The case was brought by left-opposition lawmaker Ivan Cepeda, who has detailed the charges against Uribe in his book, A Las Puertas del Ubérrimo (At the Gates of Ubérrimo)—a reference to the leader's private estate in Antioqia. 

The Supreme Court also denied a request to suppress evidence against Uribe from telephone conversations that were apparently intercepted by accident in an investigation against lawmaker Nilton Cordoba and his ties to the so-called "Toga Cartel," a corruption network within the Colombia government. (Colombia Reports, Aug. 13; Colombia Reports, April 12; El Espectador, April 10, Canal1, Bogotá, March 7)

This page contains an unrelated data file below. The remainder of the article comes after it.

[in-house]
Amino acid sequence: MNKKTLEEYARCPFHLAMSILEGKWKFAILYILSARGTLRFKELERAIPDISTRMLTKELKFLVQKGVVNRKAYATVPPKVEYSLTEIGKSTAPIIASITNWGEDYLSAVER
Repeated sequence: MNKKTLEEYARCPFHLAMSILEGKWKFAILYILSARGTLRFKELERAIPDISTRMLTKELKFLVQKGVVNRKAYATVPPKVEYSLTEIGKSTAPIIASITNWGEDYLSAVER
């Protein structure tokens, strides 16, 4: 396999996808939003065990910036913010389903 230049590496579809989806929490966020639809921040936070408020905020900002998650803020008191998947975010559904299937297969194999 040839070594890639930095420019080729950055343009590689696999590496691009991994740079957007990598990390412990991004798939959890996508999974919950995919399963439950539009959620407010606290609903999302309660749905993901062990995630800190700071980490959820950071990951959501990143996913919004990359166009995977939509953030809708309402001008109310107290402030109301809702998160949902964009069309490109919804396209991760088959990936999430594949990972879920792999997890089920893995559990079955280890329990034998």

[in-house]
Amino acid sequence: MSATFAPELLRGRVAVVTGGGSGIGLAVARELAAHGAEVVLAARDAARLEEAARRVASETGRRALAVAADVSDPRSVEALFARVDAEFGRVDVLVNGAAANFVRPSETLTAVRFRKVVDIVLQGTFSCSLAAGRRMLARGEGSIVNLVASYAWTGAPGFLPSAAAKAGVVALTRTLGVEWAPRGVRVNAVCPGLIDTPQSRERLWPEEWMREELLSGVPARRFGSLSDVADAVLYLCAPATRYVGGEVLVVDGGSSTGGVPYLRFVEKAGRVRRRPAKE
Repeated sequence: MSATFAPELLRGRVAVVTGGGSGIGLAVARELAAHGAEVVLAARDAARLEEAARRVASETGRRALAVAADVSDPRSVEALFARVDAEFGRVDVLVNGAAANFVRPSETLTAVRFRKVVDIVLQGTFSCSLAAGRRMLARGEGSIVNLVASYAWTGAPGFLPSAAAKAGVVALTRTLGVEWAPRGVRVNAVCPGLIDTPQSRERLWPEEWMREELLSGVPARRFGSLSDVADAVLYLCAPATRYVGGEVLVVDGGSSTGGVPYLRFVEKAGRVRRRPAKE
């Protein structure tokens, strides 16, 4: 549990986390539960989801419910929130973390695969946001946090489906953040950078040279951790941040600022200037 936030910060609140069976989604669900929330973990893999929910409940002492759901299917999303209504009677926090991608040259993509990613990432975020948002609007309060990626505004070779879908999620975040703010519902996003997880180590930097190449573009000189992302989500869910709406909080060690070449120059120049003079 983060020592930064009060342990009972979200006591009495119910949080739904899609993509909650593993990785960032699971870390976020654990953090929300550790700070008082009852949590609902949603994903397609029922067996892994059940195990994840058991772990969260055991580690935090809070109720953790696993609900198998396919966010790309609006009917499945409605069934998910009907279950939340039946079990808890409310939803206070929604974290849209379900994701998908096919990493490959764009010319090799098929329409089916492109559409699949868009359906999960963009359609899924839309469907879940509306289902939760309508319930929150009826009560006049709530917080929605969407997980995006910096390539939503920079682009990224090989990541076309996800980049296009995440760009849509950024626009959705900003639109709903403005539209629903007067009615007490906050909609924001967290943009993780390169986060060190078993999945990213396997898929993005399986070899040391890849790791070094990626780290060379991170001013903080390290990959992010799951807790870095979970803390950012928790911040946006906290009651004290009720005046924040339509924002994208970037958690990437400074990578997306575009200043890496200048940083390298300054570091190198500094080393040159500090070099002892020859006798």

In April, as the case was being brought against Uribe, his former security chief and ex-police general Mauricio Santoyo was deported to Colombia from the US, where he had served seven years of a 13-year sentence for collaborating with illegal paramilitary groups. Convicted by a Virginia federal court in 2012, he was returned to Colombia to face similar charges there. He was immediately taken into custody upon landing in Bogotá. (Semana, April 29